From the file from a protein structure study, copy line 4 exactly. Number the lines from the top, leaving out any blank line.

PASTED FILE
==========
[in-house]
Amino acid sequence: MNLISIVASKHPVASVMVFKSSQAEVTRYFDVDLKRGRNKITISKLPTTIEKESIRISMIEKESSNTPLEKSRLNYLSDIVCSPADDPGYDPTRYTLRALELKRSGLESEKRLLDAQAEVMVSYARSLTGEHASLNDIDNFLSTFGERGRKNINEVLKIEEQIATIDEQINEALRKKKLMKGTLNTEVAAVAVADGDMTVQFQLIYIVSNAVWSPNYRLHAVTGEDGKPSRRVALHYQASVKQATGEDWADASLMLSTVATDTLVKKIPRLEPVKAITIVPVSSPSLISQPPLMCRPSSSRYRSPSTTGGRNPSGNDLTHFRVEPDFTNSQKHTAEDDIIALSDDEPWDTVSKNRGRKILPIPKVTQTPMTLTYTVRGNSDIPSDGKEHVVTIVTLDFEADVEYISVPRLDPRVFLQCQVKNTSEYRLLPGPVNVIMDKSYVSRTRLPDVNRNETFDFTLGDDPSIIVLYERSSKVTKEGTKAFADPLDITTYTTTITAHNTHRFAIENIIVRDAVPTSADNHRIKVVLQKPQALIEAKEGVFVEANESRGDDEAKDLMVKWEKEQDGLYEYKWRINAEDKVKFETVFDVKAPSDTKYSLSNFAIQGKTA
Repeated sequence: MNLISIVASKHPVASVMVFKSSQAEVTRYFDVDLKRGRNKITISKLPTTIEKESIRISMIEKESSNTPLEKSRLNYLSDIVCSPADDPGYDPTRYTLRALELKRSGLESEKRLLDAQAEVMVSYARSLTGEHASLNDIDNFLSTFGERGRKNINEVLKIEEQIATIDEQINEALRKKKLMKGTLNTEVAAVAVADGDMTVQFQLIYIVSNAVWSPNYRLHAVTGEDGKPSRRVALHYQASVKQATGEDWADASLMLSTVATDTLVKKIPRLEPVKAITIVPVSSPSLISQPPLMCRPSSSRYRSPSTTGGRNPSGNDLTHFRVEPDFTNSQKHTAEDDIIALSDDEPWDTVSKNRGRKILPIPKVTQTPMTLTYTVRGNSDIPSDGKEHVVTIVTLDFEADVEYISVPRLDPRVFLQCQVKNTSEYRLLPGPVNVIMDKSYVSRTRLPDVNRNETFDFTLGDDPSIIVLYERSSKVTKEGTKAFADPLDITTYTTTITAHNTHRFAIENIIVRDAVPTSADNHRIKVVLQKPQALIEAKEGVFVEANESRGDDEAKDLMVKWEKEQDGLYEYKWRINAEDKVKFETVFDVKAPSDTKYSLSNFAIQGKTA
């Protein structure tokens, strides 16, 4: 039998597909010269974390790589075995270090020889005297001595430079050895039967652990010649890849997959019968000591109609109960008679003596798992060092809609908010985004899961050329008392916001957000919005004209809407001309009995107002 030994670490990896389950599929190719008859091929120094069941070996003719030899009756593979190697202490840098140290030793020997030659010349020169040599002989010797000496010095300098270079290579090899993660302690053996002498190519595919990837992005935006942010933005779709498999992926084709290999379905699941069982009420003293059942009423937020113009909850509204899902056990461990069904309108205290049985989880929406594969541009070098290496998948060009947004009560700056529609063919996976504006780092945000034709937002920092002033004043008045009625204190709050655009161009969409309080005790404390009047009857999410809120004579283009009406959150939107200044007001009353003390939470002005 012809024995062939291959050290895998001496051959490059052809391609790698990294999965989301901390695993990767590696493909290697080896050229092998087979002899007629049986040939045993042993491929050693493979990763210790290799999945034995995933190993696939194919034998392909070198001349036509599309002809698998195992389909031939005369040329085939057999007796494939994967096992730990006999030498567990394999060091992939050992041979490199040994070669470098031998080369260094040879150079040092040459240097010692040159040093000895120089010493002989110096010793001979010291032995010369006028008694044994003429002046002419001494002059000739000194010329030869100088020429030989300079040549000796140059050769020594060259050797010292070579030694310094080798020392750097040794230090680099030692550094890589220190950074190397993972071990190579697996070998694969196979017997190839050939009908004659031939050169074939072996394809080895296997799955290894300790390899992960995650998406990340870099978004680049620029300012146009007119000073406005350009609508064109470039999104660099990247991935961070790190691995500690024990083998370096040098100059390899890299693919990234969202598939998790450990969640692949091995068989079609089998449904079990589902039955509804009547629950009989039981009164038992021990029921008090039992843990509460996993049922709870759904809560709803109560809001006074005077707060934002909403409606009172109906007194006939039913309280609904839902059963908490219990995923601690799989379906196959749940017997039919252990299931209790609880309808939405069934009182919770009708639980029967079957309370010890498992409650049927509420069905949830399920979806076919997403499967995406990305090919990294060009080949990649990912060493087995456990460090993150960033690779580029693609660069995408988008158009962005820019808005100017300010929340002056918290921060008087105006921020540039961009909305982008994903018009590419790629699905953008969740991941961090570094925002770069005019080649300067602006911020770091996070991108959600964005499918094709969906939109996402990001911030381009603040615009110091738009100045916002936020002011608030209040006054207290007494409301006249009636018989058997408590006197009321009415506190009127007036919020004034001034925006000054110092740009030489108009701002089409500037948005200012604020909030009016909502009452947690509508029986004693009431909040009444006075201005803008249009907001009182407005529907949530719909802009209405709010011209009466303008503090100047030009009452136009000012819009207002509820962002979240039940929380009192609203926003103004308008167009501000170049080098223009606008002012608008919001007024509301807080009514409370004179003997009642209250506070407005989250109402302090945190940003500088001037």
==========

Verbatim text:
């Protein structure tokens, strides 16, 4: 039998597909010269974390790589075995270090020889005297001595430079050895039967652990010649890849997959019968000591109609109960008679003596798992060092809609908010985004899961050329008392916001957000919005004209809407001309009995107002 030994670490990896389950599929190719008859091929120094069941070996003719030899009756593979190697202490840098140290030793020997030659010349020169040599002989010797000496010095300098270079290579090899993660302690053996002498190519595919990837992005935006942010933005779709498999992926084709290999379905699941069982009420003293059942009423937020113009909850509204899902056990461990069904309108205290049985989880929406594969541009070098290496998948060009947004009560700056529609063919996976504006780092945000034709937002920092002033004043008045009625204190709050655009161009969409309080005790404390009047009857999410809120004579283009009406959150939107200044007001009353003390939470002005 012809024995062939291959050290895998001496051959490059052809391609790698990294999965989301901390695993990767590696493909290697080896050229092998087979002899007629049986040939045993042993491929050693493979990763210790290799999945034995995933190993696939194919034998392909070198001349036509599309002809698998195992389909031939005369040329085939057999007796494939994967096992730990006999030498567990394999060091992939050992041979490199040994070669470098031998080369260094040879150079040092040459240097010692040159040093000895120089010493002989110096010793001979010291032995010369006028008694044994003429002046002419001494002059000739000194010329030869100088020429030989300079040549000796140059050769020594060259050797010292070579030694310094080798020392750097040794230090680099030692550094890589220190950074190397993972071990190579697996070998694969196979017997190839050939009908004659031939050169074939072996394809080895296997799955290894300790390899992960995650998406990340870099978004680049620029300012146009007119000073406005350009609508064109470039999104660099990247991935961070790190691995500690024990083998370096040098100059390899890299693919990234969202598939998790450990969640692949091995068989079609089998449904079990589902039955509804009547629950009989039981009164038992021990029921008090039992843990509460996993049922709870759904809560709803109560809001006074005077707060934002909403409606009172109906007194006939039913309280609904839902059963908490219990995923601690799989379906196959749940017997039919252990299931209790609880309808939405069934009182919770009708639980029967079957309370010890498992409650049927509420069905949830399920979806076919997403499967995406990305090919990294060009080949990649990912060493087995456990460090993150960033690779580029693609660069995408988008158009962005820019808005100017300010929340002056918290921060008087105006921020540039961009909305982008994903018009590419790629699905953008969740991941961090570094925002770069005019080649300067602006911020770091996070991108959600964005499918094709969906939109996402990001911030381009603040615009110091738009100045916002936020002011608030209040006054207290007494409301006249009636018989058997408590006197009321009415506190009127007036919020004034001034925006000054110092740009030489108009701002089409500037948005200012604020909030009016909502009452947690509508029986004693009431909040009444006075201005803008249009907001009182407005529907949530719909802009209405709010011209009466303008503090100047030009009452136009000012819009207002509820962002979240039940929380009192609203926003103004308008167009501000170049080098223009606008002012608008919001007024509301807080009514409370004179003997009642209250506070407005989250109402302090945190940003500088001037």